Recently, my friend, Meera, and I paid a visit to our friends’, Susan and Charles, mountain retreat. Nestled in the Santa Cruz Mountains, Susan and Charles’ rustic lodge is surrounded by California Redwoods with a vista that overlooks the city of Santa Cruz and the Pacific Ocean beyond. One of the best things about visiting them (aside from their company) is that at the end of the visit you leave with a goody bag full of fruits and vegetables from their orchards and gardens. Sometimes your bag is full with three types of pears. Sometimes it’s avocados and kiwis. You never know what you will receive but it will always be in season and delicious. On this occassion, we recieved a large box of padron peppers, green apples, and vine-ripened tomatoes. On arriving home I was inspired to prepare a meal in honor of these ingredients and Susan and Charles. Food is best enjoyed with loved ones so I invited my friend, Lisa, over for dinner to celebrate this Santa Cruz Bounty. (Yes, I am lucky to have so many lovely friends!)
My last full day on the Cape, my sisters, Lee and Annie, and Andrea, my nephew’s fiancé partook in one of the most popular tourist attractions on the Lower Cape – The Shining Sea Bikeway. It’s a 21.4-mile round trip ride from North Falmouth to Wood Hole. Named in honor of local girl, Katherine Lee Bates and her famous song (does “from sea to shining sea” ring any bells?), the perfectly paved, perfectly flat bike path hugs the shore along the Vineyard Sound. The ride provides glorious views past marshes, beaches, and cranberry bogs. It doesn’t get more Capey than that!
Is it cocktail time yet? YES! The best part of the ride is ending at The Landfall Restaurant. Great foods, great drinks, a perfect place to rest before the 10-mile ride home.
It’s always so sad to say good-bye to Cape Cod. But never fear, dear readers, I will return with more adventures to share. Thank you for being such a fabulous partner in my journeys! XOXO!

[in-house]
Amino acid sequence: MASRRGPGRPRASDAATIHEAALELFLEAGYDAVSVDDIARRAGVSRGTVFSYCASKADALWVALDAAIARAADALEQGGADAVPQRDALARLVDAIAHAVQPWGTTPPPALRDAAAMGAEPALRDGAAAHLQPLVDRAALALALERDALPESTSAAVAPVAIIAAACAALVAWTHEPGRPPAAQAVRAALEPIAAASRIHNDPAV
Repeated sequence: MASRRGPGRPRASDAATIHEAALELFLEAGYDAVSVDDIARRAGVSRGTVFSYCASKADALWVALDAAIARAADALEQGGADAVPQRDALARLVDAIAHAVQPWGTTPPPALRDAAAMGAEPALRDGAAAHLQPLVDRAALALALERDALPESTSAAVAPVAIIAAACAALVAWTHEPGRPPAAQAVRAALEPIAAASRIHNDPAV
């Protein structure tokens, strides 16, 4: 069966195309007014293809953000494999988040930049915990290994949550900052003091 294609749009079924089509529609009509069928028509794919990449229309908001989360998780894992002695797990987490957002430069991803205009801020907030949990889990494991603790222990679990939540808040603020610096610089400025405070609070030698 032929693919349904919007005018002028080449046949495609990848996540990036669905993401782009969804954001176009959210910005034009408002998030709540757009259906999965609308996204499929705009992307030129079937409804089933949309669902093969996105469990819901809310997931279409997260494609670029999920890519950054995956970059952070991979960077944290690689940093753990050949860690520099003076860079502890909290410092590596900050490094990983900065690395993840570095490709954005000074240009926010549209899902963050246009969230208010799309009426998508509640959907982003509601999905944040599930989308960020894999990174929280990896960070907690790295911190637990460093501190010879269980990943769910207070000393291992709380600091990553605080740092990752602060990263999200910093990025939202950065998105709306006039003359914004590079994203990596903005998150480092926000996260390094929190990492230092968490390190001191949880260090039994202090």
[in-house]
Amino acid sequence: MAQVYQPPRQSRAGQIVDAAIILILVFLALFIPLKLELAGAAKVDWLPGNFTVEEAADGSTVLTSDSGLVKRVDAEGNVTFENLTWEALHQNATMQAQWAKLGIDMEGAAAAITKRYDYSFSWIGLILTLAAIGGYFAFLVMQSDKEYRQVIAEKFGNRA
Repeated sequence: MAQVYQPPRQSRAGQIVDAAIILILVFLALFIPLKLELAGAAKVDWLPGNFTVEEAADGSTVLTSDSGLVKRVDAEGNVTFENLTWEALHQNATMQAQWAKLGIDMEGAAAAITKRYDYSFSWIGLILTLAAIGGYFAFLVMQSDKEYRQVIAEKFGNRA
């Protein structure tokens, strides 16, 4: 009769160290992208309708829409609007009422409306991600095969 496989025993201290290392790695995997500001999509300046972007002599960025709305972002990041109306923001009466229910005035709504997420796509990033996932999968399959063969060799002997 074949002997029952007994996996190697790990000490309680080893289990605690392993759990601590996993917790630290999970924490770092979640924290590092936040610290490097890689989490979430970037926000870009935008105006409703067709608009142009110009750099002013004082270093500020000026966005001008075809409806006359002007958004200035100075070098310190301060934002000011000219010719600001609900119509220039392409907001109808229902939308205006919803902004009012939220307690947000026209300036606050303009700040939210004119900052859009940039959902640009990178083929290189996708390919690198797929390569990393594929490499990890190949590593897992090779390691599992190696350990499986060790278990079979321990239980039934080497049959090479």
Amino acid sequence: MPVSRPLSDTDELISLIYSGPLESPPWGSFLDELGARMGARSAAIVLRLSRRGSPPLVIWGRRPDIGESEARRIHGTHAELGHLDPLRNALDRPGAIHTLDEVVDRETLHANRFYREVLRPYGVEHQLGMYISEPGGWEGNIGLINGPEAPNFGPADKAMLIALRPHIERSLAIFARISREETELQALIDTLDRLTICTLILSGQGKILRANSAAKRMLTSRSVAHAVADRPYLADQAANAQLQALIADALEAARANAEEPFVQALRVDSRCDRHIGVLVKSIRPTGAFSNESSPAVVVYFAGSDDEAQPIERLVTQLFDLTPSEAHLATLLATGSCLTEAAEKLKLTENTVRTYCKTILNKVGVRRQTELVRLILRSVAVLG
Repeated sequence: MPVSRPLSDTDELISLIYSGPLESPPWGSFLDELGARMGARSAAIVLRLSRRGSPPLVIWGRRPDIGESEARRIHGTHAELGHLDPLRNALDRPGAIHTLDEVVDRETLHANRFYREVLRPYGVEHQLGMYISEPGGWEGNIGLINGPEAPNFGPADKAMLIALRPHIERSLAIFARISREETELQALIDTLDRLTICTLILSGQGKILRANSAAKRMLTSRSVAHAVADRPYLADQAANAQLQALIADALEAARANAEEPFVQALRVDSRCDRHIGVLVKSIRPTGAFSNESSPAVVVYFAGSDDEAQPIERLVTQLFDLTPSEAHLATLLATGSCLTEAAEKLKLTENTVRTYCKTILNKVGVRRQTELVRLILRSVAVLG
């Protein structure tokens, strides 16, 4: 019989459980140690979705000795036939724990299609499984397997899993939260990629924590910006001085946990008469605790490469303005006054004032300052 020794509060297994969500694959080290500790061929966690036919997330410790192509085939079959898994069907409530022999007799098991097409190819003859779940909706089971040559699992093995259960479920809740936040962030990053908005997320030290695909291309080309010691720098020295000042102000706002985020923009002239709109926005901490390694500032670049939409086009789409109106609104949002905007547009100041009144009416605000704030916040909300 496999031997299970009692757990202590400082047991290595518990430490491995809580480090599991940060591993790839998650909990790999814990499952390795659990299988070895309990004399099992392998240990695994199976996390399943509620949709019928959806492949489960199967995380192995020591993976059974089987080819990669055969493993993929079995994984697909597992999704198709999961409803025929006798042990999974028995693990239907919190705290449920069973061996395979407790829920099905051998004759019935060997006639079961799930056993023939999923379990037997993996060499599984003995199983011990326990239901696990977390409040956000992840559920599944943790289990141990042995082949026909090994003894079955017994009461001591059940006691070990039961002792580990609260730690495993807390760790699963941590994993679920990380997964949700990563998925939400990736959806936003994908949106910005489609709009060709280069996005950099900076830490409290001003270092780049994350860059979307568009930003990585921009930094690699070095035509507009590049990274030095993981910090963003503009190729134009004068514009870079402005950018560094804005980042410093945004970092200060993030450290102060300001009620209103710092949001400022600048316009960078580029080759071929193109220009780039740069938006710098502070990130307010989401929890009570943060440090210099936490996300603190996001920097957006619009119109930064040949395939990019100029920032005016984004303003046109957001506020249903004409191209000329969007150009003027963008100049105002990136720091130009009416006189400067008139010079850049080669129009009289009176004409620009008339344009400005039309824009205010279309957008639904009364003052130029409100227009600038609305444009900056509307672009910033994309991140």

One of my favorite Cape Cod activities is to do the Scraggy Scramble with my sister, Lee. The Scraggy Scramble really is a scramble over two miles of boulders and large, loose rocks that form the outer banks of Scraggy Neck. Scraggy Neck is a long spit of land or neck jutting out into Buzzards Bay. It’s a beautiful place with a lush forest at its center. Lovely beaches and coves adorn Scraggy’s edges. Many people have summer homes here and a few live all year round.
The Scraggy Scramble is not all pain. The scenery is gorgeous and Lee and I love to gawk at the beautiful homes visible from the rocks.
It takes about three hours to do the full seven-mile loop around Scraggy Neck and when Lee and I arrived home our sister, Annie, welcomed us with Strawberry Daiquiris and Mystery Dip! The perfect combination to replenish ourselves after the Scraggy Scramble.
While enjoying outdoor activities is a major part of the Cape Cod summer, eating and drinking (responsibly) also play an essential role in the Cape lifestyle. After our daiquiris, Mystery Dip, a swim, a rest, and a shower, we headed to the Lobster Trap, a popular local haunt, to celebrate my mother’s birthday.
Recently, I spent a long week-end at my parents’s summer home on Cape Cod. Our little corner of the Cape, North Falmouth and Megansett, is probably one of the loveliest spots on earth (outside of California, of course!). As a child and young adult, I spent my summers here enjoying the Cape’s natural beauty and spending time with my wonderful grandparents, Lee and Lavinia Gamble. It had been more than a year since my last visit and the first thing I did to shake off the discomforts of United’s “Red Eye” was take a stroll along North Falmouth’s verdant country roads.
No trip to the Cape is complete without a little water time and after my post-flight walk I was ready for an outing on my mother’s 17-foot Boston Whaler, “Lavinia”. My mother, Beverly, and my sister, Joanna, are expert mariners with both power and sail boats. My mother grew up sailing on Buzzard’s Bay and on this trip we headed across the bay to Black’s Beach.